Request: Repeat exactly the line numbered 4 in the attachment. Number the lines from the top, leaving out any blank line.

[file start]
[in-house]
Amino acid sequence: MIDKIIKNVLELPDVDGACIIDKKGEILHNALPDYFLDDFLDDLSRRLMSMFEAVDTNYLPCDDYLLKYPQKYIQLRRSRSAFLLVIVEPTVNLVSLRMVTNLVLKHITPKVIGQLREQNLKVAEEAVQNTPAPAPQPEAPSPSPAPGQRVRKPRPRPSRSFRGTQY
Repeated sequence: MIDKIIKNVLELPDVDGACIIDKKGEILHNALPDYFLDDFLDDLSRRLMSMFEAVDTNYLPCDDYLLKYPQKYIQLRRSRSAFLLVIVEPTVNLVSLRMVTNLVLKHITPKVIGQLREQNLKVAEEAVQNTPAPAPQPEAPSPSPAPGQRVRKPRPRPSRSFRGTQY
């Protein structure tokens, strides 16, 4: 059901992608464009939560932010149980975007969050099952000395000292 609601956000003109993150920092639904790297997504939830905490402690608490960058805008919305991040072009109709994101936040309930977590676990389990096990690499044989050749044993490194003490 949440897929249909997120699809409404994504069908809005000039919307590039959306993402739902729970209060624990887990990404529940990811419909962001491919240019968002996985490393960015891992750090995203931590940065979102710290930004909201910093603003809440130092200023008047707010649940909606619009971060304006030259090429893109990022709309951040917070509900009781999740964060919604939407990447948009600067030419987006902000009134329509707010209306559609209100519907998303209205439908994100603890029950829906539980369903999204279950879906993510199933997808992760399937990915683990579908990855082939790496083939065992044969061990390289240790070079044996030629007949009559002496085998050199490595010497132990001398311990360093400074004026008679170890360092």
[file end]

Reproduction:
């Protein structure tokens, strides 16, 4: 059901992608464009939560932010149980975007969050099952000395000292 609601956000003109993150920092639904790297997504939830905490402690608490960058805008919305991040072009109709994101936040309930977590676990389990096990690499044989050749044993490194003490 949440897929249909997120699809409404994504069908809005000039919307590039959306993402739902729970209060624990887990990404529940990811419909962001491919240019968002996985490393960015891992750090995203931590940065979102710290930004909201910093603003809440130092200023008047707010649940909606619009971060304006030259090429893109990022709309951040917070509900009781999740964060919604939407990447948009600067030419987006902000009134329509707010209306559609209100519907998303209205439908994100603890029950829906539980369903999204279950879906993510199933997808992760399937990915683990579908990855082939790496083939065992044969061990390289240790070079044996030629007949009559002496085998050199490595010497132990001398311990360093400074004026008679170890360092």